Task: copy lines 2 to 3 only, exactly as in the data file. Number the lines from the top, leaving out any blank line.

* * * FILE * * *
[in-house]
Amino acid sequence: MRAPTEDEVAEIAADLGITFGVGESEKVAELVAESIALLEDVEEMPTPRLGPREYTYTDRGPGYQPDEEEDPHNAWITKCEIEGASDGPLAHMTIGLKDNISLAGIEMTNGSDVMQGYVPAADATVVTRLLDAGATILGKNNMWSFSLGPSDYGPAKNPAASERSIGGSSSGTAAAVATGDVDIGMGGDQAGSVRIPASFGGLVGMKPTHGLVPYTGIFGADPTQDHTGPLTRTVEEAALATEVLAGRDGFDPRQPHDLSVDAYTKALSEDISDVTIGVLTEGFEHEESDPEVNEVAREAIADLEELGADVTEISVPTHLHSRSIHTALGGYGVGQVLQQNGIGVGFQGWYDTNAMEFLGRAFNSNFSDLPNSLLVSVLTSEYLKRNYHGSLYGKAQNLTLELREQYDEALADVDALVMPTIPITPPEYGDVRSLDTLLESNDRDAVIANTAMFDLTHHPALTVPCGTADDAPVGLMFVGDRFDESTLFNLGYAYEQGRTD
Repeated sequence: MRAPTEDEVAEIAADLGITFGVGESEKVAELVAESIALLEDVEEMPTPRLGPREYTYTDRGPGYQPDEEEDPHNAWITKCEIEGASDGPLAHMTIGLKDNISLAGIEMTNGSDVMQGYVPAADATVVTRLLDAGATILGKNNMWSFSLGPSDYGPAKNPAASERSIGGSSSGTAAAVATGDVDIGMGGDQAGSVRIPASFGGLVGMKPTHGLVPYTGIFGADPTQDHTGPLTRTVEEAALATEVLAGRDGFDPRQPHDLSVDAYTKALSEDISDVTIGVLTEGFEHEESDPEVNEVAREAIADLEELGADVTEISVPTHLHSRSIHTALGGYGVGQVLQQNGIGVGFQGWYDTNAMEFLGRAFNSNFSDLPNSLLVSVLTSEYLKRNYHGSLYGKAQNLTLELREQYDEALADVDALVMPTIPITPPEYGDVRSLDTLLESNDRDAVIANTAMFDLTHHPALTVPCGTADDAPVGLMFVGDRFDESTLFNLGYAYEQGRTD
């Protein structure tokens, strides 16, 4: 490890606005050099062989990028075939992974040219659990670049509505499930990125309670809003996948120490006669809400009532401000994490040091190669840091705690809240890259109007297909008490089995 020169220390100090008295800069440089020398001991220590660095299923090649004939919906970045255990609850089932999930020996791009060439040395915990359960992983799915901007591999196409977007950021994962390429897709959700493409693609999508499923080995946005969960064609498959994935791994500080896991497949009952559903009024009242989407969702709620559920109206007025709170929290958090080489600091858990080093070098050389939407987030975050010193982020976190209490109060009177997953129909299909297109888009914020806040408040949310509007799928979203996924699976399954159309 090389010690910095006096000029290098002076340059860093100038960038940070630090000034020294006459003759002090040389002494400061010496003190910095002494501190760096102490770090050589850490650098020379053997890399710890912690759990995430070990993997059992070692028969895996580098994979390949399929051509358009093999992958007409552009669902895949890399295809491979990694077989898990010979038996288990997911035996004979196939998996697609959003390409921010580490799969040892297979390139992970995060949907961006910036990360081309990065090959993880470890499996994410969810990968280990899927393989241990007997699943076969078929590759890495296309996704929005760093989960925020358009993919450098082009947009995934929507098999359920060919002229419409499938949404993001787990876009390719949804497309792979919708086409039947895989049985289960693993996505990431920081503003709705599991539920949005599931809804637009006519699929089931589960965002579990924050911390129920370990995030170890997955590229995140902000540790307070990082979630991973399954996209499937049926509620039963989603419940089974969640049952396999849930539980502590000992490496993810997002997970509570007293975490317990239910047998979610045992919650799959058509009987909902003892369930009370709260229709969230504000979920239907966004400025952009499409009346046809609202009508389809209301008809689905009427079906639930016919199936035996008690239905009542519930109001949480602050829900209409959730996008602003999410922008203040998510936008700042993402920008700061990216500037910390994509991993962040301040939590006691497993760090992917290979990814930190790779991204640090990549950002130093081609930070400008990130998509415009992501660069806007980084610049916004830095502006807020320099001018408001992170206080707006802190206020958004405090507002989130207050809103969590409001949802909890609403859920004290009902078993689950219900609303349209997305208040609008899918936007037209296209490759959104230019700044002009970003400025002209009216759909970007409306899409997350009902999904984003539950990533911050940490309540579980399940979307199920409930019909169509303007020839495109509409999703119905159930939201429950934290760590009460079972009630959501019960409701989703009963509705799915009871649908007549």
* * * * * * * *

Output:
Amino acid sequence: MRAPTEDEVAEIAADLGITFGVGESEKVAELVAESIALLEDVEEMPTPRLGPREYTYTDRGPGYQPDEEEDPHNAWITKCEIEGASDGPLAHMTIGLKDNISLAGIEMTNGSDVMQGYVPAADATVVTRLLDAGATILGKNNMWSFSLGPSDYGPAKNPAASERSIGGSSSGTAAAVATGDVDIGMGGDQAGSVRIPASFGGLVGMKPTHGLVPYTGIFGADPTQDHTGPLTRTVEEAALATEVLAGRDGFDPRQPHDLSVDAYTKALSEDISDVTIGVLTEGFEHEESDPEVNEVAREAIADLEELGADVTEISVPTHLHSRSIHTALGGYGVGQVLQQNGIGVGFQGWYDTNAMEFLGRAFNSNFSDLPNSLLVSVLTSEYLKRNYHGSLYGKAQNLTLELREQYDEALADVDALVMPTIPITPPEYGDVRSLDTLLESNDRDAVIANTAMFDLTHHPALTVPCGTADDAPVGLMFVGDRFDESTLFNLGYAYEQGRTD
Repeated sequence: MRAPTEDEVAEIAADLGITFGVGESEKVAELVAESIALLEDVEEMPTPRLGPREYTYTDRGPGYQPDEEEDPHNAWITKCEIEGASDGPLAHMTIGLKDNISLAGIEMTNGSDVMQGYVPAADATVVTRLLDAGATILGKNNMWSFSLGPSDYGPAKNPAASERSIGGSSSGTAAAVATGDVDIGMGGDQAGSVRIPASFGGLVGMKPTHGLVPYTGIFGADPTQDHTGPLTRTVEEAALATEVLAGRDGFDPRQPHDLSVDAYTKALSEDISDVTIGVLTEGFEHEESDPEVNEVAREAIADLEELGADVTEISVPTHLHSRSIHTALGGYGVGQVLQQNGIGVGFQGWYDTNAMEFLGRAFNSNFSDLPNSLLVSVLTSEYLKRNYHGSLYGKAQNLTLELREQYDEALADVDALVMPTIPITPPEYGDVRSLDTLLESNDRDAVIANTAMFDLTHHPALTVPCGTADDAPVGLMFVGDRFDESTLFNLGYAYEQGRTD